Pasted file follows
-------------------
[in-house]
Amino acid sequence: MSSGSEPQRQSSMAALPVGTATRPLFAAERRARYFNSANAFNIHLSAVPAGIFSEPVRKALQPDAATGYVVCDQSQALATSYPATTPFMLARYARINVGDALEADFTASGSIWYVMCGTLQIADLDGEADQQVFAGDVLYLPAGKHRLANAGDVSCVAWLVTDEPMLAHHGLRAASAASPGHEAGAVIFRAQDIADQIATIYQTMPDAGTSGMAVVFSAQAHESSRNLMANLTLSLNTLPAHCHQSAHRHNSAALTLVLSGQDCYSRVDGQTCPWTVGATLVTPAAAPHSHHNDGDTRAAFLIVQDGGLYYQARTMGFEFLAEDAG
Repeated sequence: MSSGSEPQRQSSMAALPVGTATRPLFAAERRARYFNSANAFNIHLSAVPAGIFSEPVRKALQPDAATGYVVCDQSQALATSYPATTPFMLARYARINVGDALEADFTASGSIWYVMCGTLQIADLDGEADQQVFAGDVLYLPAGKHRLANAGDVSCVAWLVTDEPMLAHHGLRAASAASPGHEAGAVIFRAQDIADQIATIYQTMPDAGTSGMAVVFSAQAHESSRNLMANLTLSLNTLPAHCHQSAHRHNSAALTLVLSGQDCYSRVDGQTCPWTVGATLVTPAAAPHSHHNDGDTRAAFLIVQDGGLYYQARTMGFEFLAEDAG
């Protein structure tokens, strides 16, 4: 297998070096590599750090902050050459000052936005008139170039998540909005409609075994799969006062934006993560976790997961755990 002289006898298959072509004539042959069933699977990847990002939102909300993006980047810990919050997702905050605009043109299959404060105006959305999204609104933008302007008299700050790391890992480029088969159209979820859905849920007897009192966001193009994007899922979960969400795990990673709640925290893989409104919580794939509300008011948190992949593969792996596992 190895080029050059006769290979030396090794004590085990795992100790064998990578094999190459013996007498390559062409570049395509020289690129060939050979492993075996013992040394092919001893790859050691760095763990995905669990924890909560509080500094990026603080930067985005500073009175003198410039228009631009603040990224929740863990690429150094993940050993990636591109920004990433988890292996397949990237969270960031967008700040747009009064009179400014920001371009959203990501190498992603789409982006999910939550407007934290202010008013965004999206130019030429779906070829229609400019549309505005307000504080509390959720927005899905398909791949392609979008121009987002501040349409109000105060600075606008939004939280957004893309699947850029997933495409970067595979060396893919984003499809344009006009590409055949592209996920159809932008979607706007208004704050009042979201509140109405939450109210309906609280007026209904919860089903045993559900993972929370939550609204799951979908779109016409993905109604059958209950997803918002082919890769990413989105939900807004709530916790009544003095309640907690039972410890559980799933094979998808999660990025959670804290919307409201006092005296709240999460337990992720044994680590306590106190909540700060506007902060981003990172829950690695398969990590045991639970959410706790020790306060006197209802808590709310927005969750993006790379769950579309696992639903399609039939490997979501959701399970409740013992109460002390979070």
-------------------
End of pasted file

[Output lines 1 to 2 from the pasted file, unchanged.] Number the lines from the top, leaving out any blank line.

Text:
[in-house]
Amino acid sequence: MSSGSEPQRQSSMAALPVGTATRPLFAAERRARYFNSANAFNIHLSAVPAGIFSEPVRKALQPDAATGYVVCDQSQALATSYPATTPFMLARYARINVGDALEADFTASGSIWYVMCGTLQIADLDGEADQQVFAGDVLYLPAGKHRLANAGDVSCVAWLVTDEPMLAHHGLRAASAASPGHEAGAVIFRAQDIADQIATIYQTMPDAGTSGMAVVFSAQAHESSRNLMANLTLSLNTLPAHCHQSAHRHNSAALTLVLSGQDCYSRVDGQTCPWTVGATLVTPAAAPHSHHNDGDTRAAFLIVQDGGLYYQARTMGFEFLAEDAG